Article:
Connection of beams and planks with a lap joint.
The lapjoint is mainly used when your planks and timber is not long enough.
This woodjoint is not the strongest method, but nevertheless it is widely used.
Large beams are often made by connecting two or more pieces with a lap joint.
Extra strengthening will be needed if this woodjoint forms part of a construction under heavy load.
See more methods to make woodjoints.
The most used joining fasteners for homemade furniture are dowels.
These dowels can also be used to make a lapjoint stronger.
Step by step diy instructions to make a lapjoint.
- Firstly make sure that all ens of the wood are square.
Use a angle tool to draw exact straight lines and a sharp marker pen.
- Then measure the thickness of the wood, this is marked on the pictures as D.
Make a cut in the topside, at a distance two and a halllf times the wood thickness.
As example, for 3cm. thick wood you make the cut at 7.5 cms.
The depth of this cut is half the timber thickness, in this case 1.5 cms.
- Now it is time to cut your timber from the end untill the previously made cut.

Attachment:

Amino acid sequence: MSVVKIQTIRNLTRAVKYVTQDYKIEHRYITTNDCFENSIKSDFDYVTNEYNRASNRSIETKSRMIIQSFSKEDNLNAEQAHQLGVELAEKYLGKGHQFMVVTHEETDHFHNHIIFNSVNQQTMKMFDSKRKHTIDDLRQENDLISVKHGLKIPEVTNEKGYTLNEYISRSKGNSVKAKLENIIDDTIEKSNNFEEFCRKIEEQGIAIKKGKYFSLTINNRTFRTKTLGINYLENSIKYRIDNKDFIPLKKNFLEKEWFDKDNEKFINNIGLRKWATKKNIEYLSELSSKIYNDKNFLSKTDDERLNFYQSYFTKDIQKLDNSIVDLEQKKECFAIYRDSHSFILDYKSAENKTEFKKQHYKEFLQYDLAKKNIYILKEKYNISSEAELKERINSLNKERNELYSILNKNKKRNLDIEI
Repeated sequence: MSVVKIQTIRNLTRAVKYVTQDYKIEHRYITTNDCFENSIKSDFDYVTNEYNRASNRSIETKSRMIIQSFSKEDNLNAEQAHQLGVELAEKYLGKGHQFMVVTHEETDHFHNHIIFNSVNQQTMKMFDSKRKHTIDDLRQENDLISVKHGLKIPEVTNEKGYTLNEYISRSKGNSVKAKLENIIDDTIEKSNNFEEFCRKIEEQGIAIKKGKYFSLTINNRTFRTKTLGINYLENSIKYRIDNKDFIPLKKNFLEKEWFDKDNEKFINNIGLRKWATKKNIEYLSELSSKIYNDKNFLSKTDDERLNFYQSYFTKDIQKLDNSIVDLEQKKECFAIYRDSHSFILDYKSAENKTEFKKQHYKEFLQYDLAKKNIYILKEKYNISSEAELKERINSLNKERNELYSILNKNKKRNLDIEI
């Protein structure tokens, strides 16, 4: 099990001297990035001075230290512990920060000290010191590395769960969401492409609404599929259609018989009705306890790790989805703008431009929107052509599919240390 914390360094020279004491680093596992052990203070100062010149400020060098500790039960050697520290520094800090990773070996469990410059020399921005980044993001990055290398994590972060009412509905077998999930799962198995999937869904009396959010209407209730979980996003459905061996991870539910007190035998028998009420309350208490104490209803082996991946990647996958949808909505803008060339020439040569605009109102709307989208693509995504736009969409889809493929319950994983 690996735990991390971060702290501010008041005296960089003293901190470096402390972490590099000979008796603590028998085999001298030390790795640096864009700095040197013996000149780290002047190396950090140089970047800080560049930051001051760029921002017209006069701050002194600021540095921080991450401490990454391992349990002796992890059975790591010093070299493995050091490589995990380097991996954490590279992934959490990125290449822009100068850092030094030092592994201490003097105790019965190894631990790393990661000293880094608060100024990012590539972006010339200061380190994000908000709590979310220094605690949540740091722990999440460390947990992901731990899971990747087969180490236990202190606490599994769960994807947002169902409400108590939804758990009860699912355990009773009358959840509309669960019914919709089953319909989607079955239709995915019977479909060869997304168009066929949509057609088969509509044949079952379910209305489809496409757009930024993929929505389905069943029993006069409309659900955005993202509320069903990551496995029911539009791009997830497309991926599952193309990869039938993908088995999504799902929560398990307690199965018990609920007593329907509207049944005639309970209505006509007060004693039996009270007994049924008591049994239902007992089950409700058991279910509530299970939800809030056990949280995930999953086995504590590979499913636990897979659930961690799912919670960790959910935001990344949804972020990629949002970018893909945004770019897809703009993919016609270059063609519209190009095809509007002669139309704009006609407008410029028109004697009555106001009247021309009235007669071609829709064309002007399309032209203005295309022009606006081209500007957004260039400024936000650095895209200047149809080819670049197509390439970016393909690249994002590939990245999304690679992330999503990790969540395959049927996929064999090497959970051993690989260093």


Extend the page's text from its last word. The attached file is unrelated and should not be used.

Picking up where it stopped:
The leftover piece will now drop off.
- Flatten the surface, use a belt sander if available.
- Repeat this process with the other part of timber that needs to be connected.
- Apply woodglue to buth recently sanded ends.
Press the parts together.
- Use screws as well to improve the strength for this lapjoint.
Several ways to make lap joints.
Half laps, mitred half lap joints, cross lap woodjoints and crossed dovetail laps are the most common lapjoints.
Woodjoints that can be dissembled again.
This lapjoint connection for wood is often used for temporal constructions.
If there is a need to assemble, disassemble and later rebuild again.
Instead of wood glue, nails or wood screws you use nuts and bolts.
It must be said that this method for connecting wood is usually not as strong as fixated woodjoints.